Comcast (S cmcsa) has released two sweet additions to its home broadband service that allow users to turn their TV into a big-screen home and life dashboard. Using gesture and voice controls, Comcast’s new Dayview service lets users see their email, calendar, any home automation service offerings, etc. on their TVs. It’s kind of like how your caller ID used to pop up on your TV screen when the phone rang, only this can also work when the TV is set in “screensaver mode,” creating an open window on your Comcast services.
Comcast is also launching a true cloud TV service dubbed X1 that the cable provider was somewhat vague about, but it appears to be a joining of a customer’s Comcast services from DVR and Xfinity On-Demand shows to any other Comcast service. This enables the Dayview dashboard, but also things like integrated search across all of the Comcast offerings. The new X1 products (read more about it here) will launch in Boston with several major markets planned to follow this year, and will be available to new Xfinity Triple Play with HD/DVR service customers at no additional cost. The X1 cloud service will be available on all devices. Dayview will launch before the end of the year and is so far limited to TVs.
Comcast says it may one day use API calls or other means to open up this platform for other services such as webmail from other providers, which would make it far more powerful. At that point, Comcast would be doing the heavy lifting for consumers. It will have built both the backend and the user interface for a home network that delivers consumers exactly the sort of information they want and need, while recognizing that any true platform on the web has to be open to other players.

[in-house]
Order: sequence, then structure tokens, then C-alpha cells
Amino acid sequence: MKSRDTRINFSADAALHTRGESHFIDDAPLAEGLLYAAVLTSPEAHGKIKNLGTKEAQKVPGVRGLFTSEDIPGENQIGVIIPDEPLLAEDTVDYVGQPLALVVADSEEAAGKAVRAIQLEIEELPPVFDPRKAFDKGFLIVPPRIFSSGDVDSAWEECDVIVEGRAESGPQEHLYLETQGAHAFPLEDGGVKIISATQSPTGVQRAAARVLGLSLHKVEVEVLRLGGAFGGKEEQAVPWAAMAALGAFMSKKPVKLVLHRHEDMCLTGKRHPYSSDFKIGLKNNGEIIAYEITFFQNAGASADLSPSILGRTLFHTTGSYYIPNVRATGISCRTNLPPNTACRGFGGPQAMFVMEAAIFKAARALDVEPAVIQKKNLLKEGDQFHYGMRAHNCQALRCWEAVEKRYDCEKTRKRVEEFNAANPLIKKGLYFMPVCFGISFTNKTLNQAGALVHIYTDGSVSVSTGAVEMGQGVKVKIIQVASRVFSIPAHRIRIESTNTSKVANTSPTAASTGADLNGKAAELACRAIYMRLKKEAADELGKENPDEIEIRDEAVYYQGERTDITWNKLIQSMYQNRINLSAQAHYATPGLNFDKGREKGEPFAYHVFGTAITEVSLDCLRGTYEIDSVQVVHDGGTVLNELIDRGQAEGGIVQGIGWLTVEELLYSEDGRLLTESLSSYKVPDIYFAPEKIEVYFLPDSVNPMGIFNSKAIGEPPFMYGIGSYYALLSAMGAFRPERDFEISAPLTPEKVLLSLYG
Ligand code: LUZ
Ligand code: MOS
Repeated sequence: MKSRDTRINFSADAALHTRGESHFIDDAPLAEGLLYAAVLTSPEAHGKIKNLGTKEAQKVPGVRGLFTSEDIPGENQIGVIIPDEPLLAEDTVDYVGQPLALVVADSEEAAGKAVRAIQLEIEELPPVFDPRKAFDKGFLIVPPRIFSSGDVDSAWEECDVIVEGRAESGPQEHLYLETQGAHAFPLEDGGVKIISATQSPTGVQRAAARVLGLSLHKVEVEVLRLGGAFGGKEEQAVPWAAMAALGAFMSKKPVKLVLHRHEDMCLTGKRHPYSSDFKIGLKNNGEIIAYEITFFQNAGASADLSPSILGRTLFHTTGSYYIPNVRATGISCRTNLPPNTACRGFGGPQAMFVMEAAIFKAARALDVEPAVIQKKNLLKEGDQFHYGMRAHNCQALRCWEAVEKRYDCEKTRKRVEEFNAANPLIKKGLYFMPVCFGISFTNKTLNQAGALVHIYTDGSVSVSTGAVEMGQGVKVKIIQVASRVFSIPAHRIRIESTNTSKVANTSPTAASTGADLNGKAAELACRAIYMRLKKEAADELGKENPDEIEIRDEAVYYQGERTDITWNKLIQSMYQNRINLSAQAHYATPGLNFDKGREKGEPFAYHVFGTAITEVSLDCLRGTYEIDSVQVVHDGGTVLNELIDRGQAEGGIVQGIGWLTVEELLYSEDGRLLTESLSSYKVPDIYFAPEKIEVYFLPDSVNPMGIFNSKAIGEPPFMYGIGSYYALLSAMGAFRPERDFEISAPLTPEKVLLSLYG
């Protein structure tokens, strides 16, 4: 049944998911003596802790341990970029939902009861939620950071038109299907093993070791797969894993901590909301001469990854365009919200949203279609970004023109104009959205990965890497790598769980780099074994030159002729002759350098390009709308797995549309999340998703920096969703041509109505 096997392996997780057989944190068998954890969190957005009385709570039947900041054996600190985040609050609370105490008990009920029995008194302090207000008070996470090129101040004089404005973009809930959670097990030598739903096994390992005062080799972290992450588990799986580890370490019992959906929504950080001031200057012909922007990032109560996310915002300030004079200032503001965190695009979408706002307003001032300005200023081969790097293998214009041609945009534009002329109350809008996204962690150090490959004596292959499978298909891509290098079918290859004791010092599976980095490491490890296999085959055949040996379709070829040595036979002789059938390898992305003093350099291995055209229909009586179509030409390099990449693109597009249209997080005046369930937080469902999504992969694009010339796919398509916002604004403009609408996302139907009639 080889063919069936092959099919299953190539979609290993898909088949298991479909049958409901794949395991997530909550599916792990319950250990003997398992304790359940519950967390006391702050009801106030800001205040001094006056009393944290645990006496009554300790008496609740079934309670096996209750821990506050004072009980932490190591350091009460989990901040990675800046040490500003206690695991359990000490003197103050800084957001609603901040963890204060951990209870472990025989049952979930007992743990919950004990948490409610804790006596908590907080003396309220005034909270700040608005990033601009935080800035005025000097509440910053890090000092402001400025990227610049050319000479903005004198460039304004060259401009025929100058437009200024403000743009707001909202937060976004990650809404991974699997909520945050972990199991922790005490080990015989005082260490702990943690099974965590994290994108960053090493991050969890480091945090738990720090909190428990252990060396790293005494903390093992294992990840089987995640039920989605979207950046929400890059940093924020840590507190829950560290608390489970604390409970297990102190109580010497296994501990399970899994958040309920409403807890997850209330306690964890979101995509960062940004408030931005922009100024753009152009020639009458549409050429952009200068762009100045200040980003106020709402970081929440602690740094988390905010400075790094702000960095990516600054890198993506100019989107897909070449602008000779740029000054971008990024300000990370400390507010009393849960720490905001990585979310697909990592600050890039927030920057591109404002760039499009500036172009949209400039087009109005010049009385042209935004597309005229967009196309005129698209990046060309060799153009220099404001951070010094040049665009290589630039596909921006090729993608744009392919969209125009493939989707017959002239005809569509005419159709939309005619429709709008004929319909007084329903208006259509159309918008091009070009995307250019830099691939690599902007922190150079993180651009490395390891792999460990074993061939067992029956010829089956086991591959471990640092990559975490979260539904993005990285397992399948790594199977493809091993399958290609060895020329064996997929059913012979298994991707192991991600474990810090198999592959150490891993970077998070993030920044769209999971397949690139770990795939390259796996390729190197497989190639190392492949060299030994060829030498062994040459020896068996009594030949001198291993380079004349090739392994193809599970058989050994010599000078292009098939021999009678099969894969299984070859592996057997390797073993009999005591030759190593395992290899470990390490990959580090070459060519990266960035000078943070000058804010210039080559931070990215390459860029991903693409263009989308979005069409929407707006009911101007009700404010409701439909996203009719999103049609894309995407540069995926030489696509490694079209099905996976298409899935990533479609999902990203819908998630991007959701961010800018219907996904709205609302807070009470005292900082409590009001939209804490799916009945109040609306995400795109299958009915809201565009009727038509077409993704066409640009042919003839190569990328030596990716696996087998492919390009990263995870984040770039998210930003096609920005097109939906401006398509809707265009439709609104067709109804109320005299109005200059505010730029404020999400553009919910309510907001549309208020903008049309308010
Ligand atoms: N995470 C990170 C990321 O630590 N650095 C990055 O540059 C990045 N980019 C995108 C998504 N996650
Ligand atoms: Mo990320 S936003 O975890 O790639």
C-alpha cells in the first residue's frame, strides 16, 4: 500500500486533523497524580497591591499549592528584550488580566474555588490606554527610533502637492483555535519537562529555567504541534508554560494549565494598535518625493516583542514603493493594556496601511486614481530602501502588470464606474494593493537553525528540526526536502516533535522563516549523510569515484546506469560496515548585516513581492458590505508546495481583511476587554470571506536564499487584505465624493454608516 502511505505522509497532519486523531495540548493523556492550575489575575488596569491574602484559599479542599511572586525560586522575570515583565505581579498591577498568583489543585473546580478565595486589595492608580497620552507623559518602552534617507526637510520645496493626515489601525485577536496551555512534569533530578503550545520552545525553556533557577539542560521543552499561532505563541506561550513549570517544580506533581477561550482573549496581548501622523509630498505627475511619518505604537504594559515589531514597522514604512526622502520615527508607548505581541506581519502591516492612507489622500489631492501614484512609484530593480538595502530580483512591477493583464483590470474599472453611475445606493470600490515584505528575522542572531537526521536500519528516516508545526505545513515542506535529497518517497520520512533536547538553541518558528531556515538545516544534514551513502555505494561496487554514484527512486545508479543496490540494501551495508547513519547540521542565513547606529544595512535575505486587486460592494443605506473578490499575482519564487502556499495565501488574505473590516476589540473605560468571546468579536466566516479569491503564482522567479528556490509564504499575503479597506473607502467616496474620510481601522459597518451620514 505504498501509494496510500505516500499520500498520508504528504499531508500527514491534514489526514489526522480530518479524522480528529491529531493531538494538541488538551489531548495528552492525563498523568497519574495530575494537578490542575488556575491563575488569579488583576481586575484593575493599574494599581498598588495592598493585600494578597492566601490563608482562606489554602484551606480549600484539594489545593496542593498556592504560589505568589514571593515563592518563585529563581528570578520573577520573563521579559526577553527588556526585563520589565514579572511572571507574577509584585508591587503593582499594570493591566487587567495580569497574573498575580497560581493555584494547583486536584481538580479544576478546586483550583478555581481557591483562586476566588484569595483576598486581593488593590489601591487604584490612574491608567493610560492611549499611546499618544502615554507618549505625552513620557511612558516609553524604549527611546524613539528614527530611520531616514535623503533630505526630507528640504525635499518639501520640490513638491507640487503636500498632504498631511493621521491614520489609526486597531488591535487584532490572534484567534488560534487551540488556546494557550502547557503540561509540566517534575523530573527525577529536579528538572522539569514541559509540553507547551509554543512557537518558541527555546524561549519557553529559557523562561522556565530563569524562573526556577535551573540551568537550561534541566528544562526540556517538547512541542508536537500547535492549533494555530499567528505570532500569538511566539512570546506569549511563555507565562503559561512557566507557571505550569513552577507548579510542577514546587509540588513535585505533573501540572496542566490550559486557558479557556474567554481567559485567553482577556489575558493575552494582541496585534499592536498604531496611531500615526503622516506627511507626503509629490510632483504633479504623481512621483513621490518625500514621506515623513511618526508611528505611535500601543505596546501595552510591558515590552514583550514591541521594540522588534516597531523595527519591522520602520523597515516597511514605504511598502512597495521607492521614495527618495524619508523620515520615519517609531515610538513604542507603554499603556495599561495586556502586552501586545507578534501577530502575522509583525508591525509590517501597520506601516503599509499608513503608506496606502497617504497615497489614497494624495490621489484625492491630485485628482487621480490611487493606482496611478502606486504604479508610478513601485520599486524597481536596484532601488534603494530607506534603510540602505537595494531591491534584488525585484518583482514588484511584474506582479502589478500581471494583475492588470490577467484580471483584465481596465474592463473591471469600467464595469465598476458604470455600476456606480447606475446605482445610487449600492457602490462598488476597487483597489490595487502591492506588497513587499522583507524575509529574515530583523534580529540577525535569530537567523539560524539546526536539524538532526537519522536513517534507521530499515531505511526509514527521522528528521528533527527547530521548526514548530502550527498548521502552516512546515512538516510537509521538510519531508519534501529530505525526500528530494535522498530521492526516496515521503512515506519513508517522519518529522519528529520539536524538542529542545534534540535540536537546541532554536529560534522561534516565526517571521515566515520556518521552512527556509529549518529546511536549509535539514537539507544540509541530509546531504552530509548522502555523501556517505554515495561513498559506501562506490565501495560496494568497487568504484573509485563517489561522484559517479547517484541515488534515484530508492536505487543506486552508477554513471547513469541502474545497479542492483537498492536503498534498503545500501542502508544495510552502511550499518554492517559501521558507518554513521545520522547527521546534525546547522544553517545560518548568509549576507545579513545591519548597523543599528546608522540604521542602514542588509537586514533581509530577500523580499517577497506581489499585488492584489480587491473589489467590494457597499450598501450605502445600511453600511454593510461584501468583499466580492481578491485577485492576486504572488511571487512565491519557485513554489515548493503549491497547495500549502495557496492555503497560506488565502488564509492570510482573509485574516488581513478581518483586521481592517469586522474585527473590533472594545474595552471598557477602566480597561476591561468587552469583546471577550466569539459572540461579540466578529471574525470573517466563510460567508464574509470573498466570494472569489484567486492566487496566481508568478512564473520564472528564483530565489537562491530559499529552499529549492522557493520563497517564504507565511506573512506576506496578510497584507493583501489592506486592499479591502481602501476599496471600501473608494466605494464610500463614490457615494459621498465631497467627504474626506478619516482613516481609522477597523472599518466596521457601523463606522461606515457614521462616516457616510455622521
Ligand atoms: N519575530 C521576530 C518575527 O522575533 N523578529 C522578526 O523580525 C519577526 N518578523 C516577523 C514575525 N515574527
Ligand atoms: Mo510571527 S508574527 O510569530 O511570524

If Comcast does take a lesson from Sonos, X1 and products like Dayview could become a reason to subscribe in Comcast’s service area and would be pretty awesome reasons for customers outside its market to pay for some kind of over-the-top service. Already it has offered remote control apps for mobile devices, which is a good first step to being a user-oriented platform.
I know Comcast hasn’t been behaving all that well lately, but it’s hard to harsh on a company that is doing exactly what its supposed to on the innovation front with services like Dayview and its new TV in the cloud offering. So while I can’t condone the anticompetitive actions around its possible prioritization of traffic, I am happy to point out that Comcast was the first to deploy DOCSIS 3.0, with its faster speeds, to a wide audience as well as release cool stuff like this.
Now if it just takes it one step further to becoming a true platform, I’m not even sure Comcast would have to worry about losing subscribers on the pay TV side to Netflix (s nflx). I’d pay for a service like Dayview if it played nicely with my other services around the web.